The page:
In most states, the police must have probable cause to pull you over; that is, you must be pulled over for a specific reason: speeding, weaving, broken tail light, etc.
You DO NOT have to voluntarily consent to a police officer’s request to search your vehicle.
Many times people are pulled over, especially if traveling on one of the widely recognized “drug corridors” throughout the U.S. After asking for their license and registration—and maybe explaining why they were stopped—the officer will say, “You don’t mind if I search your car, do you?”
Or the officer may say, “You don’t have anything illegal in your car I ought to know about, like guns or drugs?” Most people will answer no.
Then the officer will casually ask, “You don’t mind if I search your car, do you? I mean, you don’t have anything to hide, do you?” If you’ve never seen a police officer try this trick, watch one episode of Cops. They do it all the time!
Your Right to Refuse a ‘Consent to Search’
You are fully within your rights to ask the officer what probable cause he had to pull you over, and then what probable cause he has to ask to search your car. Just ask politely and with respect.
First, after the officer asks you for consent to search your vehicle, you may say, “What probable cause or reasonable suspicion do you have that makes you want to search my car?”
Don’t be surprised if you get a shocked or angry reaction from the officer; they don’t hear this question very often and don’t like anyone challenging their authority. Just stay calm and polite and tell the officer that it is within your rights to refuse a consent to search.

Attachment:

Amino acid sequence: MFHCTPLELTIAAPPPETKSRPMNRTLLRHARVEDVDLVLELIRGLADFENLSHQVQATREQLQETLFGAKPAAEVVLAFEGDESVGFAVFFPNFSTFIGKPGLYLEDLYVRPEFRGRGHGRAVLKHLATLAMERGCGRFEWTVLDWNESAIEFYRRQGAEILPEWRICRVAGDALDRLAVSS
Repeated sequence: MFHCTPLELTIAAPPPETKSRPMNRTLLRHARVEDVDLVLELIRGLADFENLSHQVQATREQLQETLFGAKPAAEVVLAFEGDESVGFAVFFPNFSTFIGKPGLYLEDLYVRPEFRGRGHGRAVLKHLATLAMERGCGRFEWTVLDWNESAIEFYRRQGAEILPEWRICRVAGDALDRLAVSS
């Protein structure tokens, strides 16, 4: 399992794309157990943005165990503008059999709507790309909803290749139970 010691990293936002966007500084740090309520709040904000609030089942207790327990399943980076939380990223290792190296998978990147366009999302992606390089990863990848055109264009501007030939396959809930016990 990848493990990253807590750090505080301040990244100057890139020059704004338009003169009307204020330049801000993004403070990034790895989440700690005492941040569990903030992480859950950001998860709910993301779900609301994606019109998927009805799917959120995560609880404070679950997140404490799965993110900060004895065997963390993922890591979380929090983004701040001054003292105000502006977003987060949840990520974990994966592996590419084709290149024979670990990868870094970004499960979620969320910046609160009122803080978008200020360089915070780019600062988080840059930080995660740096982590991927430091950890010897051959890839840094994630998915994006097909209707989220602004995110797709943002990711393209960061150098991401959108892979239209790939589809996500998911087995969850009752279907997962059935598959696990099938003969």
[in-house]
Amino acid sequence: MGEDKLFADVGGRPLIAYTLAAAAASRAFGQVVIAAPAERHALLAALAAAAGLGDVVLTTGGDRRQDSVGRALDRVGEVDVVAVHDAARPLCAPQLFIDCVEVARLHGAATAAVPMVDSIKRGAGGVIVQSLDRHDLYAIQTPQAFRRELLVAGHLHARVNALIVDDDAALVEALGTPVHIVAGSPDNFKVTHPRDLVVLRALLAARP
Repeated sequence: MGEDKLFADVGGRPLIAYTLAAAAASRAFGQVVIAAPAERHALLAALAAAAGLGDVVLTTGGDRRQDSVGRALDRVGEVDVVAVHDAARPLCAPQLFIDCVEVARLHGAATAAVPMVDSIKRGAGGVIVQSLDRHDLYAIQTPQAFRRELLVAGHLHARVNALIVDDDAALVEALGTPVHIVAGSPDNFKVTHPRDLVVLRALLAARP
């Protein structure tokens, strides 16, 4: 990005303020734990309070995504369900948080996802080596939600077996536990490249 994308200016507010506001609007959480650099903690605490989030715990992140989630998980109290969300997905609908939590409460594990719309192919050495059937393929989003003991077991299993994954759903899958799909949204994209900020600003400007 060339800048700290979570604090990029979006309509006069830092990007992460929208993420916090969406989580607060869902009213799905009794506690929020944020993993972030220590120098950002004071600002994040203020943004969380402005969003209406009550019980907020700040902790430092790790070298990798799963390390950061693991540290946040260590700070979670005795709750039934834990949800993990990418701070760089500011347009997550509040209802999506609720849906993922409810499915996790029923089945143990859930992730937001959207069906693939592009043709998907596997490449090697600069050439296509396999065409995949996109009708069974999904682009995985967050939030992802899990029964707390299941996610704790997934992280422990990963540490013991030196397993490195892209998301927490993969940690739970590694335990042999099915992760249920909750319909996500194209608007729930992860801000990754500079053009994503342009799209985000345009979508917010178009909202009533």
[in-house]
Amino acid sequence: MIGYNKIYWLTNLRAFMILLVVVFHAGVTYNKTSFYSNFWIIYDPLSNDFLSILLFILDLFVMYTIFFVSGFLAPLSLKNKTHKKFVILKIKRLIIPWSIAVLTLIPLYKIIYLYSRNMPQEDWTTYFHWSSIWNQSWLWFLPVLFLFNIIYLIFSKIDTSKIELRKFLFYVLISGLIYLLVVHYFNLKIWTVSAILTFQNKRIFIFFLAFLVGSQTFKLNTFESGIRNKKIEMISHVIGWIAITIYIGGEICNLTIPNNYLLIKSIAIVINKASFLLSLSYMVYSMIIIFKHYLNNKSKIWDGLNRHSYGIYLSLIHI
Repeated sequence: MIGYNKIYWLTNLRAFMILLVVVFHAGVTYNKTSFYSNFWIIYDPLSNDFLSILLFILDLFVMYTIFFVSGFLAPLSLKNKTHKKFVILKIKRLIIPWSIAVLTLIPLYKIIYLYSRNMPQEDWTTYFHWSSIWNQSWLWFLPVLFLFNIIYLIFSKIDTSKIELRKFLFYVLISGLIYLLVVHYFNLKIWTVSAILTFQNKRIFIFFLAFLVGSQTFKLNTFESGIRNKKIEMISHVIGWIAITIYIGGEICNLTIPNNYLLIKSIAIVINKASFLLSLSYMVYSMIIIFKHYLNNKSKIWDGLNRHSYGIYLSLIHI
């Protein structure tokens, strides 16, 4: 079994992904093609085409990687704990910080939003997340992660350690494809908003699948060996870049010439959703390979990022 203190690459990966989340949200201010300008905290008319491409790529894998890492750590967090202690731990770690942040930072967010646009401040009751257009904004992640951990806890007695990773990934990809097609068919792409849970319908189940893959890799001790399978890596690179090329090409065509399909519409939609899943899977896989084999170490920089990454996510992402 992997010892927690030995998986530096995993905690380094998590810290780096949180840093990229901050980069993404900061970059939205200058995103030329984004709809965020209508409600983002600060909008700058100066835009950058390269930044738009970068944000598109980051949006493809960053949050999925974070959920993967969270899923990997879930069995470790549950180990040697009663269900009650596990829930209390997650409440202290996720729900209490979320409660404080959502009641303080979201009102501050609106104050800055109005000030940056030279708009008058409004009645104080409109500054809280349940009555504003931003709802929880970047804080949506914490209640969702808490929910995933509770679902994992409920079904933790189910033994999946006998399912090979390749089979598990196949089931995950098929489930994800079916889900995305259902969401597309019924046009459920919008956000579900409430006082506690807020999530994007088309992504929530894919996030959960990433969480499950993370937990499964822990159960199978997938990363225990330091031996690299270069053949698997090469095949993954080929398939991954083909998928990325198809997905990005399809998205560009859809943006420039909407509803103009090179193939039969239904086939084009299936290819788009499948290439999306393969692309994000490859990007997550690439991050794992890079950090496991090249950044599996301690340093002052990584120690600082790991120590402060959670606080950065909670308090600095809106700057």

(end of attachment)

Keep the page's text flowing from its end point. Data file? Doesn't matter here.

Second, whatever the police officer says or does, YOU DO NOT have the right to forcefully try to prevent a police officer from searching your vehicle, even if he is violating your rights in doing so.
If you legally refuse to allow the officer consent to search your vehicle, the next legal step would be for the officer to seek a written search warrant, but many police officers don’t necessarily follow legalities; you may find yourself the victim of a warrantless search by an overzealous police officer.
If this happens, the general rule is: Anything illegal that is discovered as a result of an illegal search or seizure must be suppressed.
DO NOT physically resist in any way or try to prevent the police officer from searching your car; otherwise, you may find yourself under arrest for Interference with a Police Officer, Resisting Arrest, or Obstruction of Justice.
At any rate, if you ever find yourself in handcuffs on the wrong end of a police officer, always be polite and cooperative, even in that difficult position. An arresting police officer can make the experience bearable or extremely difficult.
If Arrested, Remember Your Miranda Rights
Remember your Miranda rights, the first two of which are probably the most important:
- You Have the Right to Remain Silent
- Anything You Say CAN and WILL be Used Against You
- You Have the Right to an Attorney During and Before Any Questioning
- You Have the Right to Terminate Questioning at Any Time
- If You Cannot Afford an Attorney, one will be provided to you Without Cost
- Keep silent about what happened and request an attorney. Do not give a statement! Statements given without the presence of an attorney can do more harm than good.
If you are arrested, call the Law Office of R. Bruce Tharpe as soon as possible.